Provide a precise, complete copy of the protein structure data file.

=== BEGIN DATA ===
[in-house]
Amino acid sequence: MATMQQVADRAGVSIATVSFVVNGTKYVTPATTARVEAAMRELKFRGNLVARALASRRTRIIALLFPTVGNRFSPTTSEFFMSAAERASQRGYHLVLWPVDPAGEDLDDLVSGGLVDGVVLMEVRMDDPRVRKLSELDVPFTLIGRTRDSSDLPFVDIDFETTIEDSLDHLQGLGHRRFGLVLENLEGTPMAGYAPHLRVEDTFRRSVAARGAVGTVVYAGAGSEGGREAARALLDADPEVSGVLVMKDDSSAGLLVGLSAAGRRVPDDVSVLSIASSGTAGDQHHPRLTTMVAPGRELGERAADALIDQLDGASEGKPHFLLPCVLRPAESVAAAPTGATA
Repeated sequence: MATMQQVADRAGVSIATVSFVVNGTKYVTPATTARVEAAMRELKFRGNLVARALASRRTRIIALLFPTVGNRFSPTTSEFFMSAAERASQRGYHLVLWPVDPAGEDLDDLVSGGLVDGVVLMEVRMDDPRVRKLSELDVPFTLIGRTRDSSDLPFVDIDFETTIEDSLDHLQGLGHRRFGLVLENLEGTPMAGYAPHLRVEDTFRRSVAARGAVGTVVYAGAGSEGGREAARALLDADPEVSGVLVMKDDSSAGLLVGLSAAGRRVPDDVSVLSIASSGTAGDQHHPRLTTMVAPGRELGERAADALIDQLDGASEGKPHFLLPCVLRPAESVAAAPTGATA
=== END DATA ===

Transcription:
[in-house]
Amino acid sequence: MATMQQVADRAGVSIATVSFVVNGTKYVTPATTARVEAAMRELKFRGNLVARALASRRTRIIALLFPTVGNRFSPTTSEFFMSAAERASQRGYHLVLWPVDPAGEDLDDLVSGGLVDGVVLMEVRMDDPRVRKLSELDVPFTLIGRTRDSSDLPFVDIDFETTIEDSLDHLQGLGHRRFGLVLENLEGTPMAGYAPHLRVEDTFRRSVAARGAVGTVVYAGAGSEGGREAARALLDADPEVSGVLVMKDDSSAGLLVGLSAAGRRVPDDVSVLSIASSGTAGDQHHPRLTTMVAPGRELGERAADALIDQLDGASEGKPHFLLPCVLRPAESVAAAPTGATA
Repeated sequence: MATMQQVADRAGVSIATVSFVVNGTKYVTPATTARVEAAMRELKFRGNLVARALASRRTRIIALLFPTVGNRFSPTTSEFFMSAAERASQRGYHLVLWPVDPAGEDLDDLVSGGLVDGVVLMEVRMDDPRVRKLSELDVPFTLIGRTRDSSDLPFVDIDFETTIEDSLDHLQGLGHRRFGLVLENLEGTPMAGYAPHLRVEDTFRRSVAARGAVGTVVYAGAGSEGGREAARALLDADPEVSGVLVMKDDSSAGLLVGLSAAGRRVPDDVSVLSIASSGTAGDQHHPRLTTMVAPGRELGERAADALIDQLDGASEGKPHFLLPCVLRPAESVAAAPTGATA